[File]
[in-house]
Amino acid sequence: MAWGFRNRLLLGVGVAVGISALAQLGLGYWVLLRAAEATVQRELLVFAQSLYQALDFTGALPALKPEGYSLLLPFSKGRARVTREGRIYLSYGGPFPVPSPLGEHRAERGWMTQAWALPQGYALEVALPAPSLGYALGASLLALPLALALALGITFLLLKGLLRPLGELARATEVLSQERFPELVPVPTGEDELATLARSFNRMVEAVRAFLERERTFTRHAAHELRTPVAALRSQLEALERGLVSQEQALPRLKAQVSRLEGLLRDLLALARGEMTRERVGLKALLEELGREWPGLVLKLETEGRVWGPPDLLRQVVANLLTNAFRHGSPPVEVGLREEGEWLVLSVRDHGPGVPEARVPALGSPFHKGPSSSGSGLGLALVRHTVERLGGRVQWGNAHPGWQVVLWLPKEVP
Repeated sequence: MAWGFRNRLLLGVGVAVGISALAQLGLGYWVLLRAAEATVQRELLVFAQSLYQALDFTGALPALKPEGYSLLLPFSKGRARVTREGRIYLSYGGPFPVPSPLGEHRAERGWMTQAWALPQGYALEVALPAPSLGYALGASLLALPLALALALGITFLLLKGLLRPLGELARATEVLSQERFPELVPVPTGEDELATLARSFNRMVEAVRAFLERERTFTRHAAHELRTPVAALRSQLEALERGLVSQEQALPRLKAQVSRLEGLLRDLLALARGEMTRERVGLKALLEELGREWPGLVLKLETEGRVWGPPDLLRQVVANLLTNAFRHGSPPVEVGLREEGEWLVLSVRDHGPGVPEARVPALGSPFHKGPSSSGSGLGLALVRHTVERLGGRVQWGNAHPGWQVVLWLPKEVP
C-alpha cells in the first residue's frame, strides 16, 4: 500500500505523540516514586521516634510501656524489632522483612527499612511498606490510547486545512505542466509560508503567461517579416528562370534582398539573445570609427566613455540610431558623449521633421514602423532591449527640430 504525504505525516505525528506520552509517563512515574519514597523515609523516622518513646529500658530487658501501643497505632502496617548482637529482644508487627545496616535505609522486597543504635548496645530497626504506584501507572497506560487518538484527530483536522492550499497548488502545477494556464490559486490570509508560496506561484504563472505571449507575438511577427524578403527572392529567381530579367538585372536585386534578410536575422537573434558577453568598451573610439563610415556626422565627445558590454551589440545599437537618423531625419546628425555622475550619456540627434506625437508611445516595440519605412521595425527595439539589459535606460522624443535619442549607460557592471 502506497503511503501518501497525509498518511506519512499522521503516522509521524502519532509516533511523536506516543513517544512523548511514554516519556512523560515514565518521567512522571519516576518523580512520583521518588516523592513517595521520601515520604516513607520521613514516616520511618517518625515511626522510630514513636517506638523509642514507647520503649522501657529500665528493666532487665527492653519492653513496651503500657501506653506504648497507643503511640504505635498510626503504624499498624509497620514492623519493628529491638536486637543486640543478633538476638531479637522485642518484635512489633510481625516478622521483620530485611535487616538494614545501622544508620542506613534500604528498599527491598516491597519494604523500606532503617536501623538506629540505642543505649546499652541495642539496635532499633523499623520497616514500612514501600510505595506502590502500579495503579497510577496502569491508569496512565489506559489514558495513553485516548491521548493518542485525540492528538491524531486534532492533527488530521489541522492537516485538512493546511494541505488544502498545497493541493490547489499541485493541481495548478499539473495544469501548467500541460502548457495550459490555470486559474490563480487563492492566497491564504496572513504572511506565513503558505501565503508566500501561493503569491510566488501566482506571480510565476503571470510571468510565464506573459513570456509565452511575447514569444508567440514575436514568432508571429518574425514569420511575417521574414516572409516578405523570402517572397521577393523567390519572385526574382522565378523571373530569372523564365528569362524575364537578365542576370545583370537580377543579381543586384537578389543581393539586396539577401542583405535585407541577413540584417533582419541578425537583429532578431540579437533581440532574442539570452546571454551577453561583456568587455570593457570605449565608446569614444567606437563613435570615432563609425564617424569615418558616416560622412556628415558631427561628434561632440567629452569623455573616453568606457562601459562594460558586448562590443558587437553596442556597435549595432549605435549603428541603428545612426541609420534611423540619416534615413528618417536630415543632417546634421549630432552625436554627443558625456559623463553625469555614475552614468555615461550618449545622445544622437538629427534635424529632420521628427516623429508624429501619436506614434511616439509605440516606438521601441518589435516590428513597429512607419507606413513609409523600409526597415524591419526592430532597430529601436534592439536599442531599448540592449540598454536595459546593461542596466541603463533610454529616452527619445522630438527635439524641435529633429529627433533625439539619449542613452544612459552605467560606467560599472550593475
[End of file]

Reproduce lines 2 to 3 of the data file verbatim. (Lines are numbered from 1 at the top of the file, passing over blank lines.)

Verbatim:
Amino acid sequence: MAWGFRNRLLLGVGVAVGISALAQLGLGYWVLLRAAEATVQRELLVFAQSLYQALDFTGALPALKPEGYSLLLPFSKGRARVTREGRIYLSYGGPFPVPSPLGEHRAERGWMTQAWALPQGYALEVALPAPSLGYALGASLLALPLALALALGITFLLLKGLLRPLGELARATEVLSQERFPELVPVPTGEDELATLARSFNRMVEAVRAFLERERTFTRHAAHELRTPVAALRSQLEALERGLVSQEQALPRLKAQVSRLEGLLRDLLALARGEMTRERVGLKALLEELGREWPGLVLKLETEGRVWGPPDLLRQVVANLLTNAFRHGSPPVEVGLREEGEWLVLSVRDHGPGVPEARVPALGSPFHKGPSSSGSGLGLALVRHTVERLGGRVQWGNAHPGWQVVLWLPKEVP
Repeated sequence: MAWGFRNRLLLGVGVAVGISALAQLGLGYWVLLRAAEATVQRELLVFAQSLYQALDFTGALPALKPEGYSLLLPFSKGRARVTREGRIYLSYGGPFPVPSPLGEHRAERGWMTQAWALPQGYALEVALPAPSLGYALGASLLALPLALALALGITFLLLKGLLRPLGELARATEVLSQERFPELVPVPTGEDELATLARSFNRMVEAVRAFLERERTFTRHAAHELRTPVAALRSQLEALERGLVSQEQALPRLKAQVSRLEGLLRDLLALARGEMTRERVGLKALLEELGREWPGLVLKLETEGRVWGPPDLLRQVVANLLTNAFRHGSPPVEVGLREEGEWLVLSVRDHGPGVPEARVPALGSPFHKGPSSSGSGLGLALVRHTVERLGGRVQWGNAHPGWQVVLWLPKEVP